One of the central promises of Bernie Sanders' presidential campaign is the creation of a single-payer health-care system.
His rival for the Democratic nomination, Hillary Clinton, calls it unrealistic. His "Medicare for all" bill in the U.S. Senate, she points out, failed to attract a single cosponsor. What's more, everyone knows the idea of creating an entirely government-run health-care system won't go anywhere in Washington. It has even been rejected in Sanders' own state of Vermont, despite years of trying.
“We’ve been at the threshold of implementing some sort of single-payer system for just about every decade since the ‘70s,” said Con Hogan, a former aging services secretary in Vermont and now a board member of Green Mountain Care Board, a state-created group overseeing health-care innovation.
After several false starts, a bill was passed in 2005 that would have led to a single-payer system. Instead, it was vetoed by Jim Douglas, the Republican governor. In 2011, a single-payer bill again passed. This time, it was signed by Democratic Gov. Peter Shumlin. Suddenly, Vermont was on its way to becoming the first state to create a single-payer system in U.S. history.
The intent was to have a plan up and running by 2017. "Vermont already has 91, 92 percent of its residents insured," said Hogan. "This piece of legislation was meant to get us over that hump for the remaining uninsured."
The law created the Green Mountain Care Board to oversee the implementation of the new system. Separately, Shumlin hired outside experts to crunch numbers and put an economic price tag on the plan. That group included Jonathan Gruber, a controversial architect of the Massachusetts health-care expansion and the federal Affordable Care Act; William Hsaio, who oversaw Taiwan’s transition to a single-payer system; and health policy expert Steven Kappel of the University of Vermont.
After the three presented their options in a 203-page report, state legislators seemed to lose their enthusiasm. Specifically, they weren’t happy with the proposed tax increases. Vermont businesses would have been subject to an 11.5 percent payroll tax, while residents would have paid additional income taxes on a sliding scale, capped at 9.5 percent. Legislators didn't even bother debating this financial plan.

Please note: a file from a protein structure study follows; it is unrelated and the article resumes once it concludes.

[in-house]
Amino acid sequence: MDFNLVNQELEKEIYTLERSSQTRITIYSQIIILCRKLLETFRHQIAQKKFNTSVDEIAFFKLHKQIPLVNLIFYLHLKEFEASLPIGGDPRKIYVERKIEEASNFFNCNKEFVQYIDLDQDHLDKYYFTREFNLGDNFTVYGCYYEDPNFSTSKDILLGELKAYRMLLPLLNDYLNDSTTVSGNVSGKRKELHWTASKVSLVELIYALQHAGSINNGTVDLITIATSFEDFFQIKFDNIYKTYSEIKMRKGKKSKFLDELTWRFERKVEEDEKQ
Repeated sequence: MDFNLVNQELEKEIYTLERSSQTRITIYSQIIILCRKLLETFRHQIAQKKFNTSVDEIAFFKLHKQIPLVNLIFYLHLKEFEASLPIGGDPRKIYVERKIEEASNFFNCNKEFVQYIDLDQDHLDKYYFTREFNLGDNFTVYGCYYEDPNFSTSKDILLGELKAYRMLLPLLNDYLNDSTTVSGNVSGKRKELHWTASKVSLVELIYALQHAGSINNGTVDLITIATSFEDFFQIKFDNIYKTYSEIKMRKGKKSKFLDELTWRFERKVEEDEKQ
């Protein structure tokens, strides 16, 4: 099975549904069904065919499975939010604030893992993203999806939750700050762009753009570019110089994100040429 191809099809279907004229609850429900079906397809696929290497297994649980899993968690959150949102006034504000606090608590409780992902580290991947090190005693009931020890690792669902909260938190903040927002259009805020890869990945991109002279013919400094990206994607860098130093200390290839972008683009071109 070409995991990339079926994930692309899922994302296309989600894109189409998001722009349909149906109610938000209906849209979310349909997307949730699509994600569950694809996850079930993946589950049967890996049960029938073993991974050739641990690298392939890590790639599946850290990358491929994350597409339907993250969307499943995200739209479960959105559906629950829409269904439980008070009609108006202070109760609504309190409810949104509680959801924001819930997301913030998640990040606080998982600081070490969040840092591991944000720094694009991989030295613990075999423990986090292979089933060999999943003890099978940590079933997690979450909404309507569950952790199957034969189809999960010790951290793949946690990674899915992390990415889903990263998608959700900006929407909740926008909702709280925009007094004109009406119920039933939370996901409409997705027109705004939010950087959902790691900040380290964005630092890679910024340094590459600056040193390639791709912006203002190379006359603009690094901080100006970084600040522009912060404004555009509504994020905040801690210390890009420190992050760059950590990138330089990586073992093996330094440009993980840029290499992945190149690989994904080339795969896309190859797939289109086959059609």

"It died," said Hogan. "It was disappointing because I was looking forward to having that debate, but the bill just died."
Instead, Shumlin decided at the end of 2014 to kill the single-payer plan altogether. Shumlin conceded that instead of costing $2 billion annually, as his administration had originally estimated, the price tag would start at $2.59 billion in 2017 and go up to $3.17 billion by 2021.
Despite the setback, single-payer advocates don’t think Shumlin's retreat means this is Vermont’s last attempt.
"It really depends on who our next governor is, since Shumlin isn’t running for re-election this year," said Deb Richter, the head of Vermont Healthcare for All, a single-payer advocacy group. "I think it’s something we’re going to have to build back up and implement incrementally, starting with primary care.”
Meanwhile, the Green Mountain Care Board remains hard at work. Hogan said the board is developing a statewide accountable care organization (ACO) that would work like a single-payer system, at least on the financing side. The ACO would aim to move the state from a fee-for-service system, while keeping overall costs down. The board is aiming to have a plan ready to present to the federal government by next year.
Long-shot efforts to enact single-payer continue in other states. Colorado voters will soon have their say on the issue, with an initiative on the ballot this fall.